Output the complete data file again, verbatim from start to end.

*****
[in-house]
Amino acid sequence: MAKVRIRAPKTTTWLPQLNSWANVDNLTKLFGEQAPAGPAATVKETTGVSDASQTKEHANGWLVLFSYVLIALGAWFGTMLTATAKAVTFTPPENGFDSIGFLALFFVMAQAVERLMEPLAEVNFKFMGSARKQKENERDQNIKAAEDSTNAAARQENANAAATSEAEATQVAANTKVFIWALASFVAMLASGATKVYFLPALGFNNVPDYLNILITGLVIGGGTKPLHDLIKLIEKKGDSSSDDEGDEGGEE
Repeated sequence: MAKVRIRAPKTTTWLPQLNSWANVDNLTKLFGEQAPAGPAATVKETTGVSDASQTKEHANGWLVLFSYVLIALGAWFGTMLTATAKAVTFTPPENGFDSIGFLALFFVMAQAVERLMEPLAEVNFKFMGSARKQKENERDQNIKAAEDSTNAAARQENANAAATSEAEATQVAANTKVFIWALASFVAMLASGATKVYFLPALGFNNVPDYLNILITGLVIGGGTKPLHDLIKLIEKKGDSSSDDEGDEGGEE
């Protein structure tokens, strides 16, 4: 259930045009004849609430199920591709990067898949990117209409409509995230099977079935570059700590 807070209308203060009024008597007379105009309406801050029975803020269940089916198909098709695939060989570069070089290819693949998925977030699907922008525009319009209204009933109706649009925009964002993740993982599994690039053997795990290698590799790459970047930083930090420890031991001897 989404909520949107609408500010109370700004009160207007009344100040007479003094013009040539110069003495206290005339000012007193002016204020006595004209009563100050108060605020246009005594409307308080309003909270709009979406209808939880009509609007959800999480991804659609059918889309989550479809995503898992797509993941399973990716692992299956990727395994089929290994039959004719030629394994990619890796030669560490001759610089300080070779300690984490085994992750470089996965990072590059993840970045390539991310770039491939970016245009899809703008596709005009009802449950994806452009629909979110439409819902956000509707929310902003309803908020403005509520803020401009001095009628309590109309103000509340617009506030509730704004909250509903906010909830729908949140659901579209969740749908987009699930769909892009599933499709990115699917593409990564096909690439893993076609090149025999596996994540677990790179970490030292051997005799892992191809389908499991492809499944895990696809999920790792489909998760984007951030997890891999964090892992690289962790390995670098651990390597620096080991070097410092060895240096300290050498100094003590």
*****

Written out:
[in-house]
Amino acid sequence: MAKVRIRAPKTTTWLPQLNSWANVDNLTKLFGEQAPAGPAATVKETTGVSDASQTKEHANGWLVLFSYVLIALGAWFGTMLTATAKAVTFTPPENGFDSIGFLALFFVMAQAVERLMEPLAEVNFKFMGSARKQKENERDQNIKAAEDSTNAAARQENANAAATSEAEATQVAANTKVFIWALASFVAMLASGATKVYFLPALGFNNVPDYLNILITGLVIGGGTKPLHDLIKLIEKKGDSSSDDEGDEGGEE
Repeated sequence: MAKVRIRAPKTTTWLPQLNSWANVDNLTKLFGEQAPAGPAATVKETTGVSDASQTKEHANGWLVLFSYVLIALGAWFGTMLTATAKAVTFTPPENGFDSIGFLALFFVMAQAVERLMEPLAEVNFKFMGSARKQKENERDQNIKAAEDSTNAAARQENANAAATSEAEATQVAANTKVFIWALASFVAMLASGATKVYFLPALGFNNVPDYLNILITGLVIGGGTKPLHDLIKLIEKKGDSSSDDEGDEGGEE
């Protein structure tokens, strides 16, 4: 259930045009004849609430199920591709990067898949990117209409409509995230099977079935570059700590 807070209308203060009024008597007379105009309406801050029975803020269940089916198909098709695939060989570069070089290819693949998925977030699907922008525009319009209204009933109706649009925009964002993740993982599994690039053997795990290698590799790459970047930083930090420890031991001897 989404909520949107609408500010109370700004009160207007009344100040007479003094013009040539110069003495206290005339000012007193002016204020006595004209009563100050108060605020246009005594409307308080309003909270709009979406209808939880009509609007959800999480991804659609059918889309989550479809995503898992797509993941399973990716692992299956990727395994089929290994039959004719030629394994990619890796030669560490001759610089300080070779300690984490085994992750470089996965990072590059993840970045390539991310770039491939970016245009899809703008596709005009009802449950994806452009629909979110439409819902956000509707929310902003309803908020403005509520803020401009001095009628309590109309103000509340617009506030509730704004909250509903906010909830729908949140659901579209969740749908987009699930769909892009599933499709990115699917593409990564096909690439893993076609090149025999596996994540677990790179970490030292051997005799892992191809389908499991492809499944895990696809999920790792489909998760984007951030997890891999964090892992690289962790390995670098651990390597620096080991070097410092060895240096300290050498100094003590």